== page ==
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Young refugees develop job skills and overcome barriers

By Jean Ko Din
The Catholic Register

09/21/2016

Refugee youth in Calgary are learning essential job skills through a new program run by the Calgary Catholic Immigration Society (CCIS).

On Sept. 6, CCIS announced the launch of the program that will benefit young refugees in the Archdiocese of Calgary. The Enhancing Refugee Youth Employment Outcomes project will help 48 young refugee, ages 15 to 30, develop job skills and gain work experience.

Calagary Centre MP Kent Hehr presented CCIS with more than $425,000 from the Canadian government’s Skills Link Program fund.

“The whole idea is to help them broaden their skills and knowledge in order to help them participate in both the current and future labour markets,” said Patricia Gallagher, CCIS operations manager.

After fleeing their war-torn countries and spending years in refugee camps waiting for a new country to call home, Gallagher said the biggest challenge refugees face in Canada is integration.

Refugee families must overcome cultural and language barriers as they build their new lives in a strange country. Through the program, youth will be able to create more opportunities to make productive connections in their community.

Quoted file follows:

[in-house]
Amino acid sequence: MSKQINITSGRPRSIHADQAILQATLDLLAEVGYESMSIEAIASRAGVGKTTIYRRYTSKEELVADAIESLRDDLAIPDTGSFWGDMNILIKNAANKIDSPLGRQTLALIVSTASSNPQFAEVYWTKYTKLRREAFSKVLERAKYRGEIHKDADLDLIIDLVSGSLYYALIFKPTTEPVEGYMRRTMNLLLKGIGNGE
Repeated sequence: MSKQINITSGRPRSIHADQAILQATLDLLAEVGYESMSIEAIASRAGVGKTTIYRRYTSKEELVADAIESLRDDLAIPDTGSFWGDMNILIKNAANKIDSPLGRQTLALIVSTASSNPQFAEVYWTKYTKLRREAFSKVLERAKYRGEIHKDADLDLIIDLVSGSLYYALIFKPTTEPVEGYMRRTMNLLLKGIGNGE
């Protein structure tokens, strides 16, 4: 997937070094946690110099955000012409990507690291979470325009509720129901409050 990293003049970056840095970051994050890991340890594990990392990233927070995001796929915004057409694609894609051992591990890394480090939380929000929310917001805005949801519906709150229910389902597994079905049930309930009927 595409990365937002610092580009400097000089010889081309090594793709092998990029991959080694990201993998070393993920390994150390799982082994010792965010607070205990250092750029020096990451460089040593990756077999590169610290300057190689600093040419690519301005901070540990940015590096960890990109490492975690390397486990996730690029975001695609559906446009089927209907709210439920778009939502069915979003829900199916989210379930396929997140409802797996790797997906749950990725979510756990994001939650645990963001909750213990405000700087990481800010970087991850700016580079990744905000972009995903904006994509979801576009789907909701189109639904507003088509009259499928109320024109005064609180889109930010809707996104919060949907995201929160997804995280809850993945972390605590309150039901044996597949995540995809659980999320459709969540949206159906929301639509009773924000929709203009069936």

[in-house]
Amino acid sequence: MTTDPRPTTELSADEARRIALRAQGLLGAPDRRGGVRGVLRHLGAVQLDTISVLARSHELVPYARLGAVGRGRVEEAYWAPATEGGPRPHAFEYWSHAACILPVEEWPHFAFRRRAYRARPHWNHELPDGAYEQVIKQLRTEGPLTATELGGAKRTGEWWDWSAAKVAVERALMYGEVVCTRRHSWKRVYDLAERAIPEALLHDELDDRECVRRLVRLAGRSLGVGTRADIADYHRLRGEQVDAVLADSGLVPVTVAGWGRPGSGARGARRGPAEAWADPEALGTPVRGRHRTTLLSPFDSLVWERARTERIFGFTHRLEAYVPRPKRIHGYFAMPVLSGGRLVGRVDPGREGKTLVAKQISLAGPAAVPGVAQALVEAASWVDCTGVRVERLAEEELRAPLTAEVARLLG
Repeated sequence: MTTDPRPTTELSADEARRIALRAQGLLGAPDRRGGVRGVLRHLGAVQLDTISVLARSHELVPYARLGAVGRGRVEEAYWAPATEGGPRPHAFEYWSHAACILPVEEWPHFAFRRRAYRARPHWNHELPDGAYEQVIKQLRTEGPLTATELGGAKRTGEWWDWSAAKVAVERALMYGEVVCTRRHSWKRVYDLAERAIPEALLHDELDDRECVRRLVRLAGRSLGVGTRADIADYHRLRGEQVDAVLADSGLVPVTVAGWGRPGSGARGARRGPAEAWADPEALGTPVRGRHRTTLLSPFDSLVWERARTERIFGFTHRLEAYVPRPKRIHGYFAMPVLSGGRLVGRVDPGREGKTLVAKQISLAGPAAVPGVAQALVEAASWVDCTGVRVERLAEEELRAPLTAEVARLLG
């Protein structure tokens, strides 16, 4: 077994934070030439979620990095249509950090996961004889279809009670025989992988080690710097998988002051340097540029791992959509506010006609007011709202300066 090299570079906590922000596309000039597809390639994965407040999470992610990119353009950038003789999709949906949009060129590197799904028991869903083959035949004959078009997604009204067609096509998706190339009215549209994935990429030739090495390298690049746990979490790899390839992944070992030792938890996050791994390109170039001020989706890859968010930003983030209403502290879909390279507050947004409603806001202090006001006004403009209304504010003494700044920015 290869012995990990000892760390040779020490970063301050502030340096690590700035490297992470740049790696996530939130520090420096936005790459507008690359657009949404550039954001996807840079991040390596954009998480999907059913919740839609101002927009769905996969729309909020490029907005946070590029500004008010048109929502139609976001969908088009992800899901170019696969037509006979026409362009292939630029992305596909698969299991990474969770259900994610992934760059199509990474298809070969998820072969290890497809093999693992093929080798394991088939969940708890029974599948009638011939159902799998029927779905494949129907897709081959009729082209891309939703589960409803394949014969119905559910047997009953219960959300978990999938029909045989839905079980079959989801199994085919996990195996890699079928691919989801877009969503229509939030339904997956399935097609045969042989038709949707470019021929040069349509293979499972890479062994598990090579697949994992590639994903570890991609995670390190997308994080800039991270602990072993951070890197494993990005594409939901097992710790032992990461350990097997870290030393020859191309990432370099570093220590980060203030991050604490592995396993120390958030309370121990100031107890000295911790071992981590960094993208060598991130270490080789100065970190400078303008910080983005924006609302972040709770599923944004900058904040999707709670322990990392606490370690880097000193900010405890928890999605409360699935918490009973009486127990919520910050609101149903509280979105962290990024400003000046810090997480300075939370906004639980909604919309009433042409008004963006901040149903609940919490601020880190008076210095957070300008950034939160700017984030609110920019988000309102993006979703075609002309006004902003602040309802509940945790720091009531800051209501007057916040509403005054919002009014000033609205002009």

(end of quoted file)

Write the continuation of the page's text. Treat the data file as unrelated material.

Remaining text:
“The most dangerous thing that can happen is if you have someone skilled sitting around and not doing anything . . . people start to get discouraged,” said Gallagher. “What we’re really doing is building them back up again because that cultural change is a challenge.”

The Enhancing Refugee Youth Employment Outcomes project will run over a period of 20 weeks. Refugees will receive eight weeks of in-class training and 12 weeks of paid work experience in local businesses and organizations.

Gallagher said finding partners for the program was not a challenge. In the past year, CCIS has received overwhelming support from the local community. Since the Canadian government announced its effort to resettle 25,000 refugees last year, many local Calgarians stepped up to support the work of CCIS.

“We’ve been responsible for bringing the refugees to Calgary well before the government announcement, but since the announcement in November, we couldn’t move from all the phone calls and the support,” said Gallagher. “There were many organizations that stepped up in Calgary to take on that challenge.”

Gallagher said for about six months, the phones were ringing off the hook. The staff worked all hours of the day, answering calls from many individuals who wanted to donate clothes, food and other essential supplies. Gallagher recalls a lawyer who called into the office to donate hundreds of brand new baby strollers.
“It was pretty outstanding and pretty significant, the level of support we got from the city of Calgary,” she said.

Gallagher said the new youth employment program is only one aspect of how CCIS works to support the refugee and immigrant families in the city. It runs a series of programs that helps families from the time of their arrival at the airport to their resettlement and employment.

CCIS also provides a community counselling support programs for children and adult survivors of torture and war-related trauma.

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